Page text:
What you see are shadows in the moonlight, the mouth of the canyon, the eerie shapes of red rock walls, the figure of a tall woman walking home to bed.
Scott Carrier on the Green River in Utah.
Coming up, finding a dead body and not finding one. In a minute, when our program continues.
Act Two. On The Green River.
It's This American Life. I'm Ira Glass. Each week on our program, of course, we choose a theme, bring you a variety of stories on that theme. Today's show, The Promise of Summer.
And rather than bring you a big bunch of stories this hour, we're interlacing two stories throughout the hour. One from Scott Carrier traveling down the Green River in Utah. One from Ron Carlson, a short story called "Oxygen" from his new book of stories, Hotel Eden. Before we get back to this story is a quick warning to listeners that Ron Carlson's story contains adult situations. No explicit language, but adult situations that might not be right for every listener.
So the last month of that summer, I began seeing Elisabeth Rensdale every day. I told my parents I was at the library because I wanted it to sound like a lie and have them know it was a lie. I came in after midnight. The library closed at 9:00.
Elizabeth and I were hardy and focused lovers. Knowing we had two hours, we used every minute of it, and we became experts at each other. We never went out for a Coke. We never took a break for a glass of water. We rarely spoke. There was admiration and curiosity in my touch and affection and gratitude in hers, or so I assumed. And I was pleased, even proud, at the time that there was so little need to speak.
Meanwhile, Gil Benson had begun clinging to me worse than ever, and those prolonged visits were full of agony and desperation. I had never had such a thing happen before. And until it did, I thought of myself as a compassionate person. I watch myself arrive at his terrible house and wheel the tank toward the door, and I search myself for compassion, the smallest shred of fellow feeling, kindness, affection, pity. But all I found was repulsion, impatience. Give me the truck keys and a job to do. I had no compassion for Gil Benson.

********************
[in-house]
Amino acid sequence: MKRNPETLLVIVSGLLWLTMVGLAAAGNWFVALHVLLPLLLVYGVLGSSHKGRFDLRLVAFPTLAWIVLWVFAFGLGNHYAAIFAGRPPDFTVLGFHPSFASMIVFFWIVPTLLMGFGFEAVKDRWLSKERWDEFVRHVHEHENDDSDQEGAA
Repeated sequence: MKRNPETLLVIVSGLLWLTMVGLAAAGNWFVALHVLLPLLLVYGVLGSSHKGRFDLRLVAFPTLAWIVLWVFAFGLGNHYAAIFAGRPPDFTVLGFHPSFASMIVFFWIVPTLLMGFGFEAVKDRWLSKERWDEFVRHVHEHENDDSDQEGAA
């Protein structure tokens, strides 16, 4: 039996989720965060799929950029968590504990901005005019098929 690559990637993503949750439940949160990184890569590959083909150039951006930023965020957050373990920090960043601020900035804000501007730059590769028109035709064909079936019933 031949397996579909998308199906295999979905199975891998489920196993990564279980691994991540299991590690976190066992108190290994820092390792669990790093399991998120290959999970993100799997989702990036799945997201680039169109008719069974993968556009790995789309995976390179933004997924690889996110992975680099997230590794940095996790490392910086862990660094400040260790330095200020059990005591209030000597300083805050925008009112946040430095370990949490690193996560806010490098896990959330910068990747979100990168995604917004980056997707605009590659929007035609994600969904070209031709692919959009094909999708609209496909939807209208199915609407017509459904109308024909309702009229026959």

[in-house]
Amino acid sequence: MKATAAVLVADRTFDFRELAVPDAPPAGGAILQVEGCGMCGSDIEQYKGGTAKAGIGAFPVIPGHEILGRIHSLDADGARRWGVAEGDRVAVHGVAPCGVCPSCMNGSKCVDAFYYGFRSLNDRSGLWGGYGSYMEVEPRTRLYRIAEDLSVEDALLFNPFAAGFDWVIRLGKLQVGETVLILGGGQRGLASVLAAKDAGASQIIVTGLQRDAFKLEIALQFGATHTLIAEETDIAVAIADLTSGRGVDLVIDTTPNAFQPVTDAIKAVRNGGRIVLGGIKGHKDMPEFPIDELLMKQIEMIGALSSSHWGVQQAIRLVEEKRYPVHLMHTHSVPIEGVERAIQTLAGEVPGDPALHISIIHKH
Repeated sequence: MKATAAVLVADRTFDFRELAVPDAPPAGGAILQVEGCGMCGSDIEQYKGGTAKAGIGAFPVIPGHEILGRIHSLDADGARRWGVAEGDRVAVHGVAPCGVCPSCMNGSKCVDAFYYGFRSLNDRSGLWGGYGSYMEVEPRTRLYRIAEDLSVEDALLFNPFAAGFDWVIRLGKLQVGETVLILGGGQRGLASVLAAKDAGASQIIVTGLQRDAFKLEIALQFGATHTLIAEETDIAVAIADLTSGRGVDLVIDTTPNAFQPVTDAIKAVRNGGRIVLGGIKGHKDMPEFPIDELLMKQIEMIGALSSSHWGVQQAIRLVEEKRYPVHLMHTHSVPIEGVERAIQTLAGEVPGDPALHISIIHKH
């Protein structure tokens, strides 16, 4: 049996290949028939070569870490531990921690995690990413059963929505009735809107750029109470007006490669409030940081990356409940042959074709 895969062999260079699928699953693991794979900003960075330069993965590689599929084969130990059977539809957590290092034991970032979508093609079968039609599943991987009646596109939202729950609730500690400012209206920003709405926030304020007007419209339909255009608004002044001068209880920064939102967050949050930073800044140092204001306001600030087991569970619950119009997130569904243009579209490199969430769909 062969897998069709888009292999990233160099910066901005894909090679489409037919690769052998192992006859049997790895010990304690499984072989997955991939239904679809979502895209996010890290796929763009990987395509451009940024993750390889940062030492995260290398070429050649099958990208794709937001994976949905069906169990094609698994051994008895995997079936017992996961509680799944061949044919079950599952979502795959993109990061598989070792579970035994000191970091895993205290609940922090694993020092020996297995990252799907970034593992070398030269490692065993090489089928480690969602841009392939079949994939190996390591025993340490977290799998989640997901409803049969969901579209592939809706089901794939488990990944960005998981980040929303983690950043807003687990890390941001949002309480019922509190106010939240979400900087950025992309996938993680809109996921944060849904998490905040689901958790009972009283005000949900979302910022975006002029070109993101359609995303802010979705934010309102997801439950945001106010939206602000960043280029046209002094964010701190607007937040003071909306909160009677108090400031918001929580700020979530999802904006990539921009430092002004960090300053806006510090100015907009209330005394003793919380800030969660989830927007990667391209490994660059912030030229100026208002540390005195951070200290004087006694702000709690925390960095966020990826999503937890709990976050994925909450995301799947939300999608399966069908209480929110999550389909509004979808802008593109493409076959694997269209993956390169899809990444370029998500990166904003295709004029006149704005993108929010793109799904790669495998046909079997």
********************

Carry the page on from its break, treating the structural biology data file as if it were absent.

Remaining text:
The Sunday before Labor Day, I didn't call Linda Enright. In each minute of the day, Linda Enright was in my mind. I saw her there in her green sweater by her father's rolltop. We always talked about what we were wearing, and she always said the green sweater, saying it innocently, as if wearing the sweater that I'd helped pull over her head that night was of little note, a coincidence, and not the most important thing that she'd say in the whole $8 call.
And I'd say, just Levi's and a t-shirt, hoping she'd imagine the belt, the buckle, the trouble it could all be in the dark. I saw her sitting in the afternoon shadow, maybe writing some notes in her calendar or reading, and right over there, the telephone. I could get up and hit the phone booth in less than 10 minutes and make that phone ring, have her reach for it. But I didn't. I'll let her sit there until the last sunlight rocked through the den, broke, and disappeared.
The last day of my job in the summer of 1967, I thought-- and this is the truth-- I thought for the first time of what I was going to say last to Elizabeth Rensdale. I tried to imagine it, and my imagination failed. When I climbed from her bed the nights I'd gone to her, it was just that-- climbing out, dressing, and crossing to the door. She didn't get up. This wasn't Casablanca or High Noon or Captain Blood. This was getting laid in a hot summer desert town by your father's oxygen delivery man. There was no way to make it anything else.
Some of my customers knew I was leaving and made kind remarks or shook my hand or had their wife hand me an envelope with a twenty in it. I smiled and nodded gratefully, and then turned, business-like, to the dolly and left. These were strange goodbyes because there was no question that we would ever see each other again. It had been a summer, and I had been their oxygen guy.